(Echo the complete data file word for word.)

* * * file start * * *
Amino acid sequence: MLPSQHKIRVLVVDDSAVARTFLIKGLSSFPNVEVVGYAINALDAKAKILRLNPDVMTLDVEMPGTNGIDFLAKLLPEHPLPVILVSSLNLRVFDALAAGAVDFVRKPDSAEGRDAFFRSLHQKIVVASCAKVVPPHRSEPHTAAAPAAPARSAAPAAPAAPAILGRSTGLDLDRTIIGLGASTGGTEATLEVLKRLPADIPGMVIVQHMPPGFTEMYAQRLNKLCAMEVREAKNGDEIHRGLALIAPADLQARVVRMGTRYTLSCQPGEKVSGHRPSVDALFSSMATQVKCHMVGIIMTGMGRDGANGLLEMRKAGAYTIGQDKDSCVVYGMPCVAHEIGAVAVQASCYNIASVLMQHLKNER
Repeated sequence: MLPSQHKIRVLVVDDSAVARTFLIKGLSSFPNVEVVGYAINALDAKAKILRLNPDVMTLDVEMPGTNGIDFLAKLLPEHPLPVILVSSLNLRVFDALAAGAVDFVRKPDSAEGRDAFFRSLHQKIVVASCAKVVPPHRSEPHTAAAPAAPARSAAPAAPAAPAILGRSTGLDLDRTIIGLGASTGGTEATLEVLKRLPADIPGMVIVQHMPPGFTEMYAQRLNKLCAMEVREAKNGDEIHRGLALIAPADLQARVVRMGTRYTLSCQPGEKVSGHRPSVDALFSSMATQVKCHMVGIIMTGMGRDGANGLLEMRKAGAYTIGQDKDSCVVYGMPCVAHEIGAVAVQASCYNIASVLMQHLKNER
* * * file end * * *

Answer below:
Amino acid sequence: MLPSQHKIRVLVVDDSAVARTFLIKGLSSFPNVEVVGYAINALDAKAKILRLNPDVMTLDVEMPGTNGIDFLAKLLPEHPLPVILVSSLNLRVFDALAAGAVDFVRKPDSAEGRDAFFRSLHQKIVVASCAKVVPPHRSEPHTAAAPAAPARSAAPAAPAAPAILGRSTGLDLDRTIIGLGASTGGTEATLEVLKRLPADIPGMVIVQHMPPGFTEMYAQRLNKLCAMEVREAKNGDEIHRGLALIAPADLQARVVRMGTRYTLSCQPGEKVSGHRPSVDALFSSMATQVKCHMVGIIMTGMGRDGANGLLEMRKAGAYTIGQDKDSCVVYGMPCVAHEIGAVAVQASCYNIASVLMQHLKNER
Repeated sequence: MLPSQHKIRVLVVDDSAVARTFLIKGLSSFPNVEVVGYAINALDAKAKILRLNPDVMTLDVEMPGTNGIDFLAKLLPEHPLPVILVSSLNLRVFDALAAGAVDFVRKPDSAEGRDAFFRSLHQKIVVASCAKVVPPHRSEPHTAAAPAAPARSAAPAAPAAPAILGRSTGLDLDRTIIGLGASTGGTEATLEVLKRLPADIPGMVIVQHMPPGFTEMYAQRLNKLCAMEVREAKNGDEIHRGLALIAPADLQARVVRMGTRYTLSCQPGEKVSGHRPSVDALFSSMATQVKCHMVGIIMTGMGRDGANGLLEMRKAGAYTIGQDKDSCVVYGMPCVAHEIGAVAVQASCYNIASVLMQHLKNER